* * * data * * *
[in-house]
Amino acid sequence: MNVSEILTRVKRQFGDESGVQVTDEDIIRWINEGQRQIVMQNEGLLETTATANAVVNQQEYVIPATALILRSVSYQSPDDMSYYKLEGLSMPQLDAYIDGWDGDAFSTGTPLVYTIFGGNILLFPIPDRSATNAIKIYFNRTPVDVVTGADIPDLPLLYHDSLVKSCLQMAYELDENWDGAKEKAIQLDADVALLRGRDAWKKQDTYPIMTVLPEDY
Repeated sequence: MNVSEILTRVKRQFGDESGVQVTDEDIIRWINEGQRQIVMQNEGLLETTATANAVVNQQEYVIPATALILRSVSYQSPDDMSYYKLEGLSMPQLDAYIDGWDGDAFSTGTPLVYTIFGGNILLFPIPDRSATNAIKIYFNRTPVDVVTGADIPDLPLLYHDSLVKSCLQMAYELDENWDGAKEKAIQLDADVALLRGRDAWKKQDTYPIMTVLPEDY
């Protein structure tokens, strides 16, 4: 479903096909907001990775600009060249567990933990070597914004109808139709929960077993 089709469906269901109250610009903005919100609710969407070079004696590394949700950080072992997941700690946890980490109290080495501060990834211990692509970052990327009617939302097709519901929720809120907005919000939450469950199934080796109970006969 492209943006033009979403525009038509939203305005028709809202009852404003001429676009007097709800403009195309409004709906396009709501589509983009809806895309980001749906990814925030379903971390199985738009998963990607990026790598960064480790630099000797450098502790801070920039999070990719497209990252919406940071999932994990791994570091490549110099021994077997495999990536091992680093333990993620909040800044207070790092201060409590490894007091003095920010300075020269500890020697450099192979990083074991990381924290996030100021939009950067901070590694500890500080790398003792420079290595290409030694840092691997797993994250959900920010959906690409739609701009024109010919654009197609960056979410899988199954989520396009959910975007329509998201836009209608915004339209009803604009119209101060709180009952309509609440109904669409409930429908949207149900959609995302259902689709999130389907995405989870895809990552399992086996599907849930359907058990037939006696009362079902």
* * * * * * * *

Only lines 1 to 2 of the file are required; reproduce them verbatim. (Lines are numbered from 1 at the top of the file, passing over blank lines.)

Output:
[in-house]
Amino acid sequence: MNVSEILTRVKRQFGDESGVQVTDEDIIRWINEGQRQIVMQNEGLLETTATANAVVNQQEYVIPATALILRSVSYQSPDDMSYYKLEGLSMPQLDAYIDGWDGDAFSTGTPLVYTIFGGNILLFPIPDRSATNAIKIYFNRTPVDVVTGADIPDLPLLYHDSLVKSCLQMAYELDENWDGAKEKAIQLDADVALLRGRDAWKKQDTYPIMTVLPEDY